Topeka Health officials Wednesday issued recommendations aimed at reducing Kansas’ infant mortality rate, which is 20 percent higher than the national rate.
The recommendations include expanded data gathering and research; increased public awareness; and improvements in access to early prenatal care.
In 2007, the infant mortality rate in Kansas was 7.9 deaths per 1,000 live births, according to the Kansas Blue Ribbon Panel on Infant Mortality.
Among African-American infants in Kansas, the mortality rate was twice the rate of whites and was the 47th highest in the nation. African-American infants represent 7 percent of births in Kansas and 17 percent of deaths.
“In order to improve Kansas’ infant mortality rate, the first step is to have a better understanding of what factors are contributing to this rate,” said Dr. Dennis Cooley, chair of the blue ribbon panel and president of the Kansas chapter of the American Academy of Pediatrics.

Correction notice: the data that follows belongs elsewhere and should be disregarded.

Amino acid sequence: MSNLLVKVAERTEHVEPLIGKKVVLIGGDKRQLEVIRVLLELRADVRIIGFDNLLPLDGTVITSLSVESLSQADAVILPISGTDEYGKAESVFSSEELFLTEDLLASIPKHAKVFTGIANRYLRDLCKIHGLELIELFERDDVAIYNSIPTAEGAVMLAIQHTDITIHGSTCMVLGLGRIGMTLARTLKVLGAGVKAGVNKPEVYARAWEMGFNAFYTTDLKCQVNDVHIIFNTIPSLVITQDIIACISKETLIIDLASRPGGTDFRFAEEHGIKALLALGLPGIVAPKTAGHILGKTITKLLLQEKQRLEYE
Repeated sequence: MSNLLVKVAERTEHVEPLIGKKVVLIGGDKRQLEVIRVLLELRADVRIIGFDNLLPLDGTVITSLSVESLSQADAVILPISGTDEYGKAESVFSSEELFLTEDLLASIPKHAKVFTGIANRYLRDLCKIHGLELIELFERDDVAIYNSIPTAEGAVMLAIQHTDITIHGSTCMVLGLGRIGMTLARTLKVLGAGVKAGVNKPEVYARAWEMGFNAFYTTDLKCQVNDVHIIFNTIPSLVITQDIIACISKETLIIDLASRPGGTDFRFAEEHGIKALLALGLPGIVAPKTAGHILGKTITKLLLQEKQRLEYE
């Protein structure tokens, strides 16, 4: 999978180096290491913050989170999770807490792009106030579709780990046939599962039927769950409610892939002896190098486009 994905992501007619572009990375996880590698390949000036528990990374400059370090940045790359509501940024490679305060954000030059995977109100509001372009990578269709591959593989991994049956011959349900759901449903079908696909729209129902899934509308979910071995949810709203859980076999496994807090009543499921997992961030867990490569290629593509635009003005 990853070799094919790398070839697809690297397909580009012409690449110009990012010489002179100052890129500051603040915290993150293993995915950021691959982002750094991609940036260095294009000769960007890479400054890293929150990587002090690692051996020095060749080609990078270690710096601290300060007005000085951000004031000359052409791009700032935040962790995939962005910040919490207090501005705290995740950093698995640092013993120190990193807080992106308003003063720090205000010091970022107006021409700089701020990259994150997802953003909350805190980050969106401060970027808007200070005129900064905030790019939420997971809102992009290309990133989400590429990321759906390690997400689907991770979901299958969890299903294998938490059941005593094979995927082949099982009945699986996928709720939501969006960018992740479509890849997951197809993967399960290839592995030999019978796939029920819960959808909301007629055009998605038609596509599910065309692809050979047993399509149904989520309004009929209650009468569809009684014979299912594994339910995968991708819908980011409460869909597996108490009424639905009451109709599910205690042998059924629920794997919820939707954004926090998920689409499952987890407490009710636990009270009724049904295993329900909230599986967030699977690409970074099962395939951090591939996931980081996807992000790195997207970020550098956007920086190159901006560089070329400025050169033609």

Thirty years ago, Kansas’ infant mortality rate compared favorably with that of other states, the panel reported. But in recent years, Kansas’ rate has stagnated while the rest of the country’s rate declined. Kansas also has a higher rate than neighboring states.
Kansas Action for Children issued a report that said Kansas is missing out on federal funds to lower the infant mortality rate because of a lack of comprehensive data.
Both the organization and blue ribbon panel recommended that the Kansas Department of Health and Environment be given authority to collect and analyze information about infant deaths.
The leading causes of infant deaths in Kansas are congenital anomalies, pre-term birth and low birth weight, Sudden Infant Death Syndrome, and maternal complications of pregnancy. Two-thirds of infant deaths are within the first 28 days of life.